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Foster care alumni’s perceptions of the path from foster care to stable and lasting adoption

Thursday, October 1, 2015

Approximately 51,000 children are adopted from the U.S. foster care every year. However, the majority of states continue to face serious challenges to achieve timely and stable adoptions. To explore the facilitators and barriers to successful adoption, CCF researchers recently published findings from a qualitative study conducted with foster care alumni.

This study was part of a demonstration project funded by the Administration for Children, Youth, and Families, Children’s Bureau and corresponded to the project’s Exploration Stage to define the target population and identify the service array needs. The larger study comprised three major data collection efforts: (a) online survey of multiple stakeholders (n = 325, including 9 youth); (b) 59 individual interviews, including adoptive parents and professionals across systems; and (c) two focus groups with youth who had experiences in foster care.

The present study used the youth subsample (n = 25) from the online survey (n = 9) and a purposive sample of 16 participants that was recruited and convened in two focus groups to explore their perspectives as consumers of the foster care system. Focus groups were audiotaped, transcribed, and analyzed using theoretical thematic analysis. Emergent themes were organized within a theoretical framework consisting of child, family, and system-level facilitators and barriers to successful adoption.

At the child level, youth in foster care identified self-determination as a key factor that influences adoption outcomes. For participants, the trauma-related and behavioral health needs are prevalent among youth in foster care and youth’s trust issues are heightened by adoption disruption and dissolution. At the family level, youth reported the need for better adoptive parent training to understand and address their adopted children’s needs, including preparation on trauma, trust, attachment, loss, communication, realistic expectations, and relationship building. The most important barriers identified at the system level were worker turnover, fragmented systems, and discontinuity in subsidies. System-level facilitators included formal and informal supports which can make a difference for youth and adoptive families.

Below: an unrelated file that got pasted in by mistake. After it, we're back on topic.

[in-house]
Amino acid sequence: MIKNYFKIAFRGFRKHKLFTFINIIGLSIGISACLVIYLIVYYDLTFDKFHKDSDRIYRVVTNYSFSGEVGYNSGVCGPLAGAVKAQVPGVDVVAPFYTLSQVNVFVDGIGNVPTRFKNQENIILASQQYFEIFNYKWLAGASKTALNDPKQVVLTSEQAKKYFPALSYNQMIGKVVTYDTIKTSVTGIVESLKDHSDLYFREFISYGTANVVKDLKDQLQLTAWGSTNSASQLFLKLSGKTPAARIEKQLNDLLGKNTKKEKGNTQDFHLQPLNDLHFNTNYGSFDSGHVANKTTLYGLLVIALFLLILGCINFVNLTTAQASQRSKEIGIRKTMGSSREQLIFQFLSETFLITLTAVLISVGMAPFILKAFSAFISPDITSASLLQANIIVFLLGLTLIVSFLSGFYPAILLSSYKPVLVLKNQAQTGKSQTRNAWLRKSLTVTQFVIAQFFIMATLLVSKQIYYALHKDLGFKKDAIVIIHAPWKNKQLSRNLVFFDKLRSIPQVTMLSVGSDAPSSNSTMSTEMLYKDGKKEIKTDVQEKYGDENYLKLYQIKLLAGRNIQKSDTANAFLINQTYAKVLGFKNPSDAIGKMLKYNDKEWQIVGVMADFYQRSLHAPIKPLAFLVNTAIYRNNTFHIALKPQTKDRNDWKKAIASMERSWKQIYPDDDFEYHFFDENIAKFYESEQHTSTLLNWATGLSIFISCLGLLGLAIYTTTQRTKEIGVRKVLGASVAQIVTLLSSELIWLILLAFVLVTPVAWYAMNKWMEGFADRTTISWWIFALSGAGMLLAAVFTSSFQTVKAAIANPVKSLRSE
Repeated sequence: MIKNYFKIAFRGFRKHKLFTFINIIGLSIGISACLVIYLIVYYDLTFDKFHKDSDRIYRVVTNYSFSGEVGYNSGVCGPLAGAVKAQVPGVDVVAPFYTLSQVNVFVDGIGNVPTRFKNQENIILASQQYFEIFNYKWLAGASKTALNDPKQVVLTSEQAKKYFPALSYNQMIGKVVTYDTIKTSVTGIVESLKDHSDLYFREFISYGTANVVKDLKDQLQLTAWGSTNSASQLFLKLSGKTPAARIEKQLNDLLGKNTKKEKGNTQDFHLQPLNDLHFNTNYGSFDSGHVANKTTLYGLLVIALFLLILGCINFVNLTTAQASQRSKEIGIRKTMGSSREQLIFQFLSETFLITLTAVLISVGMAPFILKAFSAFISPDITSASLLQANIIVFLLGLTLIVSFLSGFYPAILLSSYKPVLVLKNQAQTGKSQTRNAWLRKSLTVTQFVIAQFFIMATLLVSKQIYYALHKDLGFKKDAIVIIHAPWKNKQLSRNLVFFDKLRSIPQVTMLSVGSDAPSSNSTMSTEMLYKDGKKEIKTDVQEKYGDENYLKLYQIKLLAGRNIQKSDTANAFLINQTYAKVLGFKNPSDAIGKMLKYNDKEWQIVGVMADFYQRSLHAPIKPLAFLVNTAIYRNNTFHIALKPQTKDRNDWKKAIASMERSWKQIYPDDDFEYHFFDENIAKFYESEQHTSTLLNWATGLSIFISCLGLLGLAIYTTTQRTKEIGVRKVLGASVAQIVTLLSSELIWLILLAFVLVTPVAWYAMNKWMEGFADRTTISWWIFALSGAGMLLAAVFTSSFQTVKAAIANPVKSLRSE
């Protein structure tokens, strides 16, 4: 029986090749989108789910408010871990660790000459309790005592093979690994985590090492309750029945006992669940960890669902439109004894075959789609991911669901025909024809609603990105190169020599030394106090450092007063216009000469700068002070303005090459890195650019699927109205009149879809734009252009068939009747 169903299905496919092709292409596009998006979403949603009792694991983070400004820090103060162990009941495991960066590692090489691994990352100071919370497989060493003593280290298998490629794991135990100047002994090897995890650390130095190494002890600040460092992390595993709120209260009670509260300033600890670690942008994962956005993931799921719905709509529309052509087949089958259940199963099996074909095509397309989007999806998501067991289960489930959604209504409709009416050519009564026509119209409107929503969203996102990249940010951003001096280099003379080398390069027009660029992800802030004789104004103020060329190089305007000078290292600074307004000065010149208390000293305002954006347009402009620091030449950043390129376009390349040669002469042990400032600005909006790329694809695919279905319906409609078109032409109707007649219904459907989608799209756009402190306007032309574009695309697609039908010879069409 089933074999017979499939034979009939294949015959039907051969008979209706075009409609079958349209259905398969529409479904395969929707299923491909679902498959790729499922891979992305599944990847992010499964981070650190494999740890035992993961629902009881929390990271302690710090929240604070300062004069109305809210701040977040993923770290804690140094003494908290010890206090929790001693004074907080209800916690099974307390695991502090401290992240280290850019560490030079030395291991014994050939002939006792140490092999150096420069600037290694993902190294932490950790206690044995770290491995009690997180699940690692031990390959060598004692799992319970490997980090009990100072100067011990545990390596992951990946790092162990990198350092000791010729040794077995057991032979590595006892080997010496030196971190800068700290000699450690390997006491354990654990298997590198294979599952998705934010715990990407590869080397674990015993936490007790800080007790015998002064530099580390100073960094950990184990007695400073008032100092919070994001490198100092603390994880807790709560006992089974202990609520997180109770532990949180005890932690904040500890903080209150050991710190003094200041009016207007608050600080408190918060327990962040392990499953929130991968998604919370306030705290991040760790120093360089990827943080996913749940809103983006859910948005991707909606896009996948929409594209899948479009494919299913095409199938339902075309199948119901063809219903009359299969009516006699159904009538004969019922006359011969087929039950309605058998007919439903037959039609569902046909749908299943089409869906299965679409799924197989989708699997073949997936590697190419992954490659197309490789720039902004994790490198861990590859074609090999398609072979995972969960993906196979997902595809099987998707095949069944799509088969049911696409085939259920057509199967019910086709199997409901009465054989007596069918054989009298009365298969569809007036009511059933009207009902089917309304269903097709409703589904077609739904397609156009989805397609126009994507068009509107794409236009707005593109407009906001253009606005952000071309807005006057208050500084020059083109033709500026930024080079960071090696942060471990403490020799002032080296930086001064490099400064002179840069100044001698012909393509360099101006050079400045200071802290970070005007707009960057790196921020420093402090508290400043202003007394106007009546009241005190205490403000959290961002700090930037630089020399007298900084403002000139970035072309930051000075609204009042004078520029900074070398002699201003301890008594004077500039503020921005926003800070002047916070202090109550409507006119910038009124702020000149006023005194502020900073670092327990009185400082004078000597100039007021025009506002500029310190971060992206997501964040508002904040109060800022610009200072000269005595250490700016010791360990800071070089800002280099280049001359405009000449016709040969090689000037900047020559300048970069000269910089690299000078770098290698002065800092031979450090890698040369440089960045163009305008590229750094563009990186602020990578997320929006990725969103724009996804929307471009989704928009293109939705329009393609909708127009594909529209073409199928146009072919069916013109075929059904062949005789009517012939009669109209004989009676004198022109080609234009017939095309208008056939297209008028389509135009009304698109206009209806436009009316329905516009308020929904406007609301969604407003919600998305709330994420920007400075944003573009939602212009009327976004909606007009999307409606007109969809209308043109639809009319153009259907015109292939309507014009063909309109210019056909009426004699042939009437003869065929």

Findings from this study highlight these youth’s plea for foster care and adoption systems to make methodical efforts to better match children and families and to prioritize youth’s voices; to build a more youth-centered adoption process and child welfare system; and to improve the overall systems’ understanding and response to trauma. In this study, youth’s voices were loud and clear. To improve adoption outcomes, youth suggested: continuity in state-sponsored benefits (e.g., adoption subsidy, medical card); youth mentoring; more comprehensive preparation for parents and youth; more knowledge, skills, and effective treatments to respond to children’s trauma and behavioral health needs; and, effective cross-system collaboration.

For full text of the article see: Mariscal, E.S., Akin, B.A., Lieberman, A., Washington, D. (2015). Exploring the path from foster care to stable and lasting adoption: Perceptions of foster care alumni. Children and Youth Services Review, 55, p.111-120.

For additional information, email Becci Akin (becci@ku.edu) or Alice Lieberman (alicel@ku.edu).



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